The Albanian government has failed to meet the deadline set by the Parliamentary Assembly of the Council of Europe (PACE) to propose three candidates for a judge at the European Court of Human Rights in Strasbourg. The failure to provide any candidates for the Albanian judge risks delaying the cases pending at the ECtHR that involve Albania. The ECtHR is the highest court for members of the Council of Europe, including Albania.
The procedure to select a new Albanian judge at the ECtHR has been going on for nearly a year. On October 6, 2016, the Committee on the Election of Judges to the European Court of Human Rights recommended the rejection of all candidates presented by the Rama government, declaring:
The Committee recommends to the Assembly to reject the list in view of the national selection procedure not being in line with the standards required by the Assembly and the Committee of Ministers.
The list of candidates, containing Sokol Berberi, Gent Ibrahimi, and Ina Rama (who has in the meantime become member of the vetting Appeals College), was indeed rejected by PACE on October 11.
The second attempt of the Albanian government to propose a list was on March 14, 2017, when it proposed Aurela Anastasi, Sokol Berberi, and Aleksandër Muskaj. The three candidates were interviewed by the Committee on April 6, which recommended:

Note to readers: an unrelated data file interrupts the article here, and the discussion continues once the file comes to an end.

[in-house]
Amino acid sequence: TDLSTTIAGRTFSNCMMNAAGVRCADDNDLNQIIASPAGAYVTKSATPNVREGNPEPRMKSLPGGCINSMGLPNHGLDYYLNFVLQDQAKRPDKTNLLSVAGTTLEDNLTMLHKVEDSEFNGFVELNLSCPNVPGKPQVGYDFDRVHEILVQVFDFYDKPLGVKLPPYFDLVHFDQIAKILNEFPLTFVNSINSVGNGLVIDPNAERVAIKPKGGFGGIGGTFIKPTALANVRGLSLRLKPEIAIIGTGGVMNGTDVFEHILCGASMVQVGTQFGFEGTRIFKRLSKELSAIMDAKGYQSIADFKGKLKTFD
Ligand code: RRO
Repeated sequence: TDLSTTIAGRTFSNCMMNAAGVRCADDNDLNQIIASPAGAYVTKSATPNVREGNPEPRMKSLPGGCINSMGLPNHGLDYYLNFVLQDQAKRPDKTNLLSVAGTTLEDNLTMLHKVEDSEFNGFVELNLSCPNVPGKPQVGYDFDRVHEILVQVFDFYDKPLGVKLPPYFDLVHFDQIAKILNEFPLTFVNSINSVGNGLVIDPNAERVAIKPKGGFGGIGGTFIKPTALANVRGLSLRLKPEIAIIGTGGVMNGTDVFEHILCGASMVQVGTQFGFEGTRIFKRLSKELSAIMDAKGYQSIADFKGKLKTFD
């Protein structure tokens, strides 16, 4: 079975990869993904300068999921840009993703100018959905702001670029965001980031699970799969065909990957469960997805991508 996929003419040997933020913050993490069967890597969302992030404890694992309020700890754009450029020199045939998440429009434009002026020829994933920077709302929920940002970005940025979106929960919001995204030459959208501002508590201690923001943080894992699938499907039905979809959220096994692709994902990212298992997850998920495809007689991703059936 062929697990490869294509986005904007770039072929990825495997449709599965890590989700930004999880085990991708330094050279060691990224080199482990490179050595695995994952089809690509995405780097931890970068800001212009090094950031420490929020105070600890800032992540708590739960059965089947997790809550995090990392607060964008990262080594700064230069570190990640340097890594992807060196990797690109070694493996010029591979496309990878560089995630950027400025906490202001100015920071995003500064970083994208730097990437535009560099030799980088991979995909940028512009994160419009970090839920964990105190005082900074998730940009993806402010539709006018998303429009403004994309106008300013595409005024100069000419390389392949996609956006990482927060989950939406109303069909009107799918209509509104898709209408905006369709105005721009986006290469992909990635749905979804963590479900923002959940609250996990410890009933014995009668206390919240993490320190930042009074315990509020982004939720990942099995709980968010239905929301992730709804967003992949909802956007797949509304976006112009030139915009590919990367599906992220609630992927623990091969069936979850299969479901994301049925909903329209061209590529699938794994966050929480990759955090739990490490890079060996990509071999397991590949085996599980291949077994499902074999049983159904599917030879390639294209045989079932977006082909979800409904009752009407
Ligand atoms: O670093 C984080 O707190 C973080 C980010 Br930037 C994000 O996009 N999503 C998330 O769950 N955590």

As not all candidates are sufficiently well qualified, the Committee recommends that the list be rejected by the Assembly and that the Government of Albania be requested to submit a new list of candidates.
On April 13, 2017, again the PACE rejected the three candidates.
Even though the Albanian government announced a third list of candidates, containing Sokol Berberi, Suela Mëneri, and Markeljan Koça, it now appears that it failed to deliver this list on time to PACE. The deadline to submit the new list of candidates was August 31, but inquiries of Exit at PACE reveal that the Albanian government has sent no proposal yet.
It seems clear that the government wants Sokol Berberi to be elected, but appears to have difficulties finding two other qualified judges to make up a good alternative.
Berberi is a former judge at the Constitutional Court who resigned on September 15, 2016. Berberi’s mandate has already finished in April, but he stayed on the Constitutional Court in order for his successor to be elected by Parliament. He resigned, however, when he noted that the “central institutions” showed a “lack of willingness” to elect his successor.
It now appears that the government also shows a “lack of willingness” to have a new judge at the ECtHR elected.